Why isn’t a 3-layer rigid flex less expensive than a 4-layer rigid flex?
Designing flex and rigid flex can be tricky. Not only do you need to design for a product that will be bending, folding and flexing, the material sets are different, fabrication processes are different, and it is difficult to communicate clearly how the part is intended to be flexed in final application. Typically, the goal is to use the most cost-effective stack up that will meet both the electrical and mechanical performance needs. Logically, wouldn’t a 3-layer design be less expensive than a 4-layer design? Rigid flex can be a funny thing. Let me share an example of an application that proved that logic to be incorrect.
This specific medical application was originally designed as a 3- layer rigid flex. The construction had flexible layers on the outside layers with a rigid layer sandwiched between. The original intention of this stack up was to keep the layer count as low as possible to keep costs down. This is something that we all learn early; the higher the layer count, the higher the cost. So, a 3-layer rigid flex seemed logical as it was being designed. The design had a dense component area, that was being supported by the rigid inner-layer, and a flex area that needed to be dynamically flexing with a tight bend radius. Once the design was complete it was sent to the fabricator for quotation. Pricing came back higher than expected, but this was one of the first rigid flex designs this company had done, so it was assumed this was the typical price of rigid flex.
As this project was going through tooling and set up at the fabricator, the was asked if flexible photoimageable solder mask could be used to help define the surface mount pads in the dense component area. Drilled polyimide coverlay was not able to support the density. This was approved, product was built, shipped and assembled. As the flex was mounted in the unit and powered up, it was quickly failing. Failure analysis showed the traces in the flex tail were cracking in use, causing the failure.
Communicate how the flex is going to be used in the end application
Working with the fabricator, it became obvious that the flexible solder mask selected to define the surface mount pads was not flexible enough to stand up to the end-use flexing requirements. One thing that is rarely communicated well between design and fabrication is how the flex is going to be used in the end application. Gerber files are two dimensional and the end use is three dimensional. Had the fabricator realized that this was intended to be dynamically flexing, flexible solder mask would not have been recommended.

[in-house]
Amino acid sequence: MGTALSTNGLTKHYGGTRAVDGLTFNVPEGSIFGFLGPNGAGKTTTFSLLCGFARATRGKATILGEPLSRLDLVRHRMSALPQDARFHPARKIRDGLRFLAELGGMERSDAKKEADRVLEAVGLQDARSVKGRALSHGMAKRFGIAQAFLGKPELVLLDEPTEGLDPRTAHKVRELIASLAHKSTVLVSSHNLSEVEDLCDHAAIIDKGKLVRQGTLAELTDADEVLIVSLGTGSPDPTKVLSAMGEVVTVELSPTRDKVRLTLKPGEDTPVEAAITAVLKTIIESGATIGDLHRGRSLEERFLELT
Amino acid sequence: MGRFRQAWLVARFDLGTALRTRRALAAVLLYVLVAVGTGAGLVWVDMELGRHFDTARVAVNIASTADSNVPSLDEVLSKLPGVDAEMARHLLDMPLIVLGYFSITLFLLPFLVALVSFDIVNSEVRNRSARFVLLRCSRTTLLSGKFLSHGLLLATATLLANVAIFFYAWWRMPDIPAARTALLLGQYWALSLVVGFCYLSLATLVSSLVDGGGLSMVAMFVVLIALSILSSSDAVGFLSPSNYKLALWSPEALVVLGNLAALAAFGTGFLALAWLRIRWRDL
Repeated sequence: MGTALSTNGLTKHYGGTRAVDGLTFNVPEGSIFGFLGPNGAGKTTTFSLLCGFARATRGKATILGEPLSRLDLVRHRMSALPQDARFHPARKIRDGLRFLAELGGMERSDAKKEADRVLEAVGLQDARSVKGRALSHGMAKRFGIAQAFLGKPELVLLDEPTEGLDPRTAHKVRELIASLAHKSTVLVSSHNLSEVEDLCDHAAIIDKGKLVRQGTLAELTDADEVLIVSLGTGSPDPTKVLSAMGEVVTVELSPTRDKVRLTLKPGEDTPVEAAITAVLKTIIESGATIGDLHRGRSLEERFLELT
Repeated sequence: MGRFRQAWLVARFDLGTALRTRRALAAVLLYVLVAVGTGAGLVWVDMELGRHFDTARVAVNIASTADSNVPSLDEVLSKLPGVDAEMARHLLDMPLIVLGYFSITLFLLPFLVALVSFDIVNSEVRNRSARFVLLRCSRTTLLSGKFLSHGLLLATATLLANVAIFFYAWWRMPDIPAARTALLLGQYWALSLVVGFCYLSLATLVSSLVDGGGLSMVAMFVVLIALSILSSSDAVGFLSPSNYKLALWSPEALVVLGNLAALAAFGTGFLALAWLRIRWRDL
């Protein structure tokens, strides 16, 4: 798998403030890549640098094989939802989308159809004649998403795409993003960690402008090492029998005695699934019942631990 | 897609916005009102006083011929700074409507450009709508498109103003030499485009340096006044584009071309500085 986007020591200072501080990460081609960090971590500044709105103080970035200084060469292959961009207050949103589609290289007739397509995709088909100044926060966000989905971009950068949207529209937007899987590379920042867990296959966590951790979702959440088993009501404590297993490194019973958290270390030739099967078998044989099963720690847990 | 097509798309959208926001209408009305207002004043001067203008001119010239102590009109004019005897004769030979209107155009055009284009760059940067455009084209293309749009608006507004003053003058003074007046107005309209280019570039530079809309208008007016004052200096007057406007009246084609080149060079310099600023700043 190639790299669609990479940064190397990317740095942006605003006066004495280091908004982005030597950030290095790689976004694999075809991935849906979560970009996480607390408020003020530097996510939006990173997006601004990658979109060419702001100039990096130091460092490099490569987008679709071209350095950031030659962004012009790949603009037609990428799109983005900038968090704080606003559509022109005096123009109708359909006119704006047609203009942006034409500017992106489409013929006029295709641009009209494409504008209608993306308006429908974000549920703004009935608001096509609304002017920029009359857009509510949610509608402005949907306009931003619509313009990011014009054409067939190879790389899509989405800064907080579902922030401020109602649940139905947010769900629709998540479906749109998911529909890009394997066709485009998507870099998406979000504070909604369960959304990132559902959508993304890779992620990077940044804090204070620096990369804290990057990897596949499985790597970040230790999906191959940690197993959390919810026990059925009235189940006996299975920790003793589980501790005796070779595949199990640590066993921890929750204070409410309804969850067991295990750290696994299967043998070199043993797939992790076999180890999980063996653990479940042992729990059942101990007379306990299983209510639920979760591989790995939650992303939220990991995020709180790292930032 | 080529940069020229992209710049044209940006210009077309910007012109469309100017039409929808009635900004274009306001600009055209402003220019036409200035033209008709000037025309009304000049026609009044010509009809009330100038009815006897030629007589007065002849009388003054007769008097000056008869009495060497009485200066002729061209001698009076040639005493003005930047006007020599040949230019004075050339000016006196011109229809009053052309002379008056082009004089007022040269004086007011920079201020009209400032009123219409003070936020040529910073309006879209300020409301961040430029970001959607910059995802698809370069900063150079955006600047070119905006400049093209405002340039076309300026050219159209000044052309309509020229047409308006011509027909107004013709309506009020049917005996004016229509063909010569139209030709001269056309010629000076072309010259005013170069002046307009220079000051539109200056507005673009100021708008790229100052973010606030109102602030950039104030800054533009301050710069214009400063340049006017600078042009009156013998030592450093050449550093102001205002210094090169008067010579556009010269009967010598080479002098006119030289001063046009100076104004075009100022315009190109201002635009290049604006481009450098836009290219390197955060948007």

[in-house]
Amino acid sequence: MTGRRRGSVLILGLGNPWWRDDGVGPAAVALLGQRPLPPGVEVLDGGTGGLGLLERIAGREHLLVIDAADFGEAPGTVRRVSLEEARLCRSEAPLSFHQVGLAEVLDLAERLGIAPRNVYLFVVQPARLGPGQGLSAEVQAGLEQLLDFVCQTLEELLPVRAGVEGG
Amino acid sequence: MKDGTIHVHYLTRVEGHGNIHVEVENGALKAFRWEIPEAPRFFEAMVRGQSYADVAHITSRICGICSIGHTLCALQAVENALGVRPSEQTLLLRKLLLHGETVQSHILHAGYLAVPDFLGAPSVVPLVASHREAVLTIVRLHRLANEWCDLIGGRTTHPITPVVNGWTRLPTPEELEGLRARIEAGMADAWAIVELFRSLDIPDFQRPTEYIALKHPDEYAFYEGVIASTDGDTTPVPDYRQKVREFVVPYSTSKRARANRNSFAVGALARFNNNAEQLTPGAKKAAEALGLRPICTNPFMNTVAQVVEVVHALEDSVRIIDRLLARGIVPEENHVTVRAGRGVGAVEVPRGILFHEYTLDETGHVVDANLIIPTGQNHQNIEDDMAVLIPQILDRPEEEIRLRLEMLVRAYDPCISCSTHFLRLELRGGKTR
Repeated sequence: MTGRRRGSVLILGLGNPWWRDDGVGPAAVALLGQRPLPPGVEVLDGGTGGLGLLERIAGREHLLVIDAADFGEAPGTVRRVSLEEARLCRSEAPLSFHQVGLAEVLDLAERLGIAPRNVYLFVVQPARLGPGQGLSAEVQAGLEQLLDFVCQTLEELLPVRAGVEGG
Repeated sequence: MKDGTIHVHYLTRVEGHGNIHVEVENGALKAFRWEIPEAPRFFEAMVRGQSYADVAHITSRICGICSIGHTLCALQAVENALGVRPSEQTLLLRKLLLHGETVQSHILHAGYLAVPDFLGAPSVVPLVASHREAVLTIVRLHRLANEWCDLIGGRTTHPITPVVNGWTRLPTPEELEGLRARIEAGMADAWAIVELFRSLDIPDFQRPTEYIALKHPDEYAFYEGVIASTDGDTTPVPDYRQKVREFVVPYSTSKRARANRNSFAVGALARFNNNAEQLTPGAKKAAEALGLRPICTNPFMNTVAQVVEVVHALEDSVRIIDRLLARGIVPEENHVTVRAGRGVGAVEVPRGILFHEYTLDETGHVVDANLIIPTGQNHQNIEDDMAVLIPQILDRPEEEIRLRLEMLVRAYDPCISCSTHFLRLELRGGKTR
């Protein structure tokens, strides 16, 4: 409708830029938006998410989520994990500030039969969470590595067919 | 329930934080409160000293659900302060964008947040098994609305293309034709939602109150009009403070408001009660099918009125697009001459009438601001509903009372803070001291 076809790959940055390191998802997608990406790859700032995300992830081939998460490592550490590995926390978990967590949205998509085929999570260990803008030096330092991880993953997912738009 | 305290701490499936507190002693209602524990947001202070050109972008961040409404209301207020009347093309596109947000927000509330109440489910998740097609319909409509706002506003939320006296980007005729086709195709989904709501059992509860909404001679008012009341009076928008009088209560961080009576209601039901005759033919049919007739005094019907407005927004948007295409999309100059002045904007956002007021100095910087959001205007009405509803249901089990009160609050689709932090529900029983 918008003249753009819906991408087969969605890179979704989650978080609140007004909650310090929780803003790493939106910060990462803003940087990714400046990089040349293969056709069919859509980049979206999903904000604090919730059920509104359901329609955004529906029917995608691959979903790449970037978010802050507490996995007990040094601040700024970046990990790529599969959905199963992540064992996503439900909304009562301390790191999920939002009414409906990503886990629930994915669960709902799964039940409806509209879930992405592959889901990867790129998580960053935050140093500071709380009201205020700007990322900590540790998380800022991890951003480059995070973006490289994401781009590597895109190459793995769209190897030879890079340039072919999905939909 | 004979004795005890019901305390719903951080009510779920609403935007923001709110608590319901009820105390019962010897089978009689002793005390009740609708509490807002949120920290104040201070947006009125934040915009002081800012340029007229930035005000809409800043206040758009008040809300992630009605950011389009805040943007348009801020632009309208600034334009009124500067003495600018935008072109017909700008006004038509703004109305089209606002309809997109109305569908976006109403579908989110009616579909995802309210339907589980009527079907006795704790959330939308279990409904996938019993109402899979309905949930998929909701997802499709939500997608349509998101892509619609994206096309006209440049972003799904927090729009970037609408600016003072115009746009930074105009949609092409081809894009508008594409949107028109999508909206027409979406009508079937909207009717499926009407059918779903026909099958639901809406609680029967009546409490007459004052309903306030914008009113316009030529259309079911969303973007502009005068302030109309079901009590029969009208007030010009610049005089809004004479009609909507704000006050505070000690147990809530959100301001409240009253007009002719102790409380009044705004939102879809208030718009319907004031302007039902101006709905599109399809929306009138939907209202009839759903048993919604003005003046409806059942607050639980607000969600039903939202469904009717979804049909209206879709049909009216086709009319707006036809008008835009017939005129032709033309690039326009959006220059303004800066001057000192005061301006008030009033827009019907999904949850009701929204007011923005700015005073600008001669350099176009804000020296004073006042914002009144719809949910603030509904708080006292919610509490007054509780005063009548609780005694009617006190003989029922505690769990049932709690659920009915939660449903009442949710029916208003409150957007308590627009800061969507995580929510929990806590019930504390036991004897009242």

After several discussions, it was decided that the flexible solder mask would be changed to a polyimide coverlay. This brings us back around to the initial issue with the surface mount pad density and definition. As a solution to that challenge, laser drilling the polyimide coverlay was recommended. Also discussed at that time was changing the fabrication to button plate rather than panel plate. Button plating adds copper only to the pad area and plated through holes and eliminates electrodeposited copper from the construction, keeping the layers as flexible as possible.
The project was again released for fabrication, assembled, installed and tested successfully. Perfect! Right?
How did the 3-layer rigid flex become 20% more expensive than a 4-layer rigid flex?
Here is what was going on behind the scenes to fabricate this part number. Flex on the outer layers of a rigid flex construction is not and in this case was driving up costs significantly. The dense component areas that pushed this design to require laser cutting of the coverlay, not only required a more expensive process to create those openings, but because of the tight registration needed, the fabricator needed to reduce the panel size and subsequently the number of pieces running per panel, which drives cost up. In addition, the button plating process itself adds extra cost.
Ultimately, this product was redesigned to a more conventional, 4-layer rigid flex construction with rigid layers on the outer layers and the flex layers sandwiched between. Those dense component areas were then able to be defined with a standard solder mask process and the button plating process was eliminated. Once standard processes were used, the panel size was increased and the number per panel increased as well. Even though the raw material costs were higher with a 4-layer design, the overall cost of the part decreased 20% with this redesign.
Cost of Rigid Flex
First, the initial 3-layer rigid flex design was ultimately successful, and the end unit was functioning as needed. There was nothing “wrong” with that design. But, when cost is a significant factor in the design, which it almost always is, there was a less expensive way to approach the rigid flex design. Lesson learned.
Could this have been avoided? Maybe. Part of the issue was the learning curve that goes along with a new technology, and part of the issue was communication. I sometimes feel that I have become like a broken record, stuck on the same few words, but my best advice for designers new to rigid flex is always to work with your fabricator, over-explain what you are trying to accomplish and ask for their advice. They work with the technology every day and are happy to recommend best practices and help avoid introducing unnecessary costs.
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